Archive for the ‘Elderly Problems’ Category

Baby Boomers Among Recipients of Home Health Care

Wednesday, January 7th, 2009

home-health-care

by BoomerYearbook.com

Although not yet recipients of Medicare, Baby Boomers are included among those in the United States who receive some type of home health care service. Home health care is not limited to the elderly or the disabled. The home health care industry is on the increase since the decline in the length of hospital stay in the early 1980s, and includes a broad spectrum of patients and conditions.

As members of the 45-64 age group, Boomers comprise 16.4 percent of the total number of home health care recipients, as reported by a recent the National Home and Hospice Care Survey. On the flip side, the typical (informal) caregiver is a 46 year-old woman who spends at least 20 hours per week providing home health care to a parent. Although Medicare pays the majority of all home health care claims, managed care organizations (which includes health maintenance organizations, or HMOs) are beginning to take a larger share of the home health care financing responsibility. In turn, the number of professional home health care providers is on a steady increase to meet the rising demand for services.

Home health care is viewed as a cost-effective medical service for those patients who are discharged from the hospital, or otherwise under the care of a health professional, but need extended care without the specialization of daily visits by a medical doctor. Beyond the cost-effective aspect for both provider and recipient, patients are allowed to receive rehabilitative and individualized care while maintaining much of their independence. Home health care gives the patient the valued opportunity to actively participant in his or her own care and recovery.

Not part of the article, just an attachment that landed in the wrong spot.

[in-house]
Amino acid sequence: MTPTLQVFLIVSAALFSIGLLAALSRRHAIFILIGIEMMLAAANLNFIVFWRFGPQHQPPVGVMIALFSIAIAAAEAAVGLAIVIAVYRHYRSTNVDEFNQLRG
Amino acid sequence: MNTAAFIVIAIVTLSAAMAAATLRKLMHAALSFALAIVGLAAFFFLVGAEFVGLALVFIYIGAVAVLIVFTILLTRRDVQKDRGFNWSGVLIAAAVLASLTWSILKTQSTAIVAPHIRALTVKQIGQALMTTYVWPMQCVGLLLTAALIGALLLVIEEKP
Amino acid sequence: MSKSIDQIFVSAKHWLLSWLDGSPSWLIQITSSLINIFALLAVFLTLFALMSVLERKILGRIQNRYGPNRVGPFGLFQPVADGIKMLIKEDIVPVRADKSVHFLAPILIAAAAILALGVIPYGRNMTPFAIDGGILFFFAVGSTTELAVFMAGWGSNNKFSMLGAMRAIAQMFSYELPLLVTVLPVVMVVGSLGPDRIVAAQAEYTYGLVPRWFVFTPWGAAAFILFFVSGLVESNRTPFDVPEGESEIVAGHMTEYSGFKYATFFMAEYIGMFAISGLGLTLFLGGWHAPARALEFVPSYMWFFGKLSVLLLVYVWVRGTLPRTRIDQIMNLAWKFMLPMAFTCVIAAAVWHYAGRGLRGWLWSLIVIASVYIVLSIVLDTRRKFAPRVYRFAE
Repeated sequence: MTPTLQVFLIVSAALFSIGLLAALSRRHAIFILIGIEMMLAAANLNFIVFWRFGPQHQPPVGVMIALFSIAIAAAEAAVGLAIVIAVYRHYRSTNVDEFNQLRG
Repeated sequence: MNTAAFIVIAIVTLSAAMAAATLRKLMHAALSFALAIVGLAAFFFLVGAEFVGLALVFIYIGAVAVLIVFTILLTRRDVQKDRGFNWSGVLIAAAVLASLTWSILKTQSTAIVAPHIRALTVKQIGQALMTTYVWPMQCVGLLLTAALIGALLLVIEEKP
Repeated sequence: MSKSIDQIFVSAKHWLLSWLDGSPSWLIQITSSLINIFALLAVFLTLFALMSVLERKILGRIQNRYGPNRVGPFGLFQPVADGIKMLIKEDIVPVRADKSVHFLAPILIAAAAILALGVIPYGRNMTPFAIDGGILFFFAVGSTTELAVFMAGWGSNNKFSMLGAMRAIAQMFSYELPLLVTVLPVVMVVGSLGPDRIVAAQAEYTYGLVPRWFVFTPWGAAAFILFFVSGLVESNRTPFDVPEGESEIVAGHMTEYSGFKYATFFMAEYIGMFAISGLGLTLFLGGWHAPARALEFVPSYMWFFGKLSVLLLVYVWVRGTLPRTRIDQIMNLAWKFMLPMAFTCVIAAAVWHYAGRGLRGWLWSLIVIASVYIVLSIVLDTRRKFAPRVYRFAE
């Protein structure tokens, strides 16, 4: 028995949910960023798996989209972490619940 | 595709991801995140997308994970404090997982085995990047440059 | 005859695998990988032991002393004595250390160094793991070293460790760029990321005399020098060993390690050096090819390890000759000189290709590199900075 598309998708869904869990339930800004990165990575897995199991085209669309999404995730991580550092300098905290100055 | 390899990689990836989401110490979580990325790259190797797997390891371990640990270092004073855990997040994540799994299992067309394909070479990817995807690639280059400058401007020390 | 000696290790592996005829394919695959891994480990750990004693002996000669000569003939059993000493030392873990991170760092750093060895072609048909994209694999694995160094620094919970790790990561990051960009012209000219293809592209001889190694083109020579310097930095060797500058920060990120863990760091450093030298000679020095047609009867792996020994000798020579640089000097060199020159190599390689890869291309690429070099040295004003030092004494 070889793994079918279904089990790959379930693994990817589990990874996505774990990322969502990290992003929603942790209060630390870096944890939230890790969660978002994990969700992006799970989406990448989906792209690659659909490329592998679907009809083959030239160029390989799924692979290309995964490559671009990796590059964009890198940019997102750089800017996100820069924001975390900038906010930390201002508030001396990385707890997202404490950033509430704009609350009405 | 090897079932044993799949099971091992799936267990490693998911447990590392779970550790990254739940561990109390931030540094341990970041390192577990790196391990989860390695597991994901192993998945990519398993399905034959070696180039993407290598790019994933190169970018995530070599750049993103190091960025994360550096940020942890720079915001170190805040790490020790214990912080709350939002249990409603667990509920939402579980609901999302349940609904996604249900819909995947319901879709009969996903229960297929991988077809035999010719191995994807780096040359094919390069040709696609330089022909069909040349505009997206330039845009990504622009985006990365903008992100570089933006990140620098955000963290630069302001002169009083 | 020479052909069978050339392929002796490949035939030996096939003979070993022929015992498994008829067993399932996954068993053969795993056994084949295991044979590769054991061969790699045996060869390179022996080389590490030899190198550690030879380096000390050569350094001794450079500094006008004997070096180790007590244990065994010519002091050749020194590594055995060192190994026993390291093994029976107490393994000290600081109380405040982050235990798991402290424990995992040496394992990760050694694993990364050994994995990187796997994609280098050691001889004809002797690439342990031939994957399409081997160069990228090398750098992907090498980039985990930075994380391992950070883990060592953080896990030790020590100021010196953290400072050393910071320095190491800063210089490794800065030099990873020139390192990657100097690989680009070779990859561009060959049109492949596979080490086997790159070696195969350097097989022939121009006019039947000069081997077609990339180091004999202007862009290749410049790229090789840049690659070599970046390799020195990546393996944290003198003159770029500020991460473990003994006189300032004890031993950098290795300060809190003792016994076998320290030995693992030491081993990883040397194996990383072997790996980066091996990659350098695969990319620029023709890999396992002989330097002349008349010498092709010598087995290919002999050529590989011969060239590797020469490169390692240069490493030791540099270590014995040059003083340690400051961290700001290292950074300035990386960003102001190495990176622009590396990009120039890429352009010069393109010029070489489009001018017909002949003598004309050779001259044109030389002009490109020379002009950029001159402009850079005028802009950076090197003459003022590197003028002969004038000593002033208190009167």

Some conditions that are often treated through home health care services include hip and knee replacement, chronic obstructive pulmonary disease (COPD), terminal illnesses, congestive heart failure, and various psychiatric diagnoses. What has been determined is that for those patients who take advantage of and utilize home health care services for their rehabilitative or other specialized care, the need for hospitalization is lessened. The general consensus for those conditions regularly assigned to home health care services is that patients and caregivers both indicate a higher rate of overall satisfaction with their care.

Regardless of whether the patient’s health condition is temporary or terminal, recipients of home health care services have fewer hospital stays; and, for those who do require hospitalization, the length of stay is significantly reduced.

Home health care will likely affect all of us in one aspect or another. Are you a recipient of home health care, or are you a home health care provider? What do you feel are the benefits of home health care? Tell us what you think at BoomerYearbook.com

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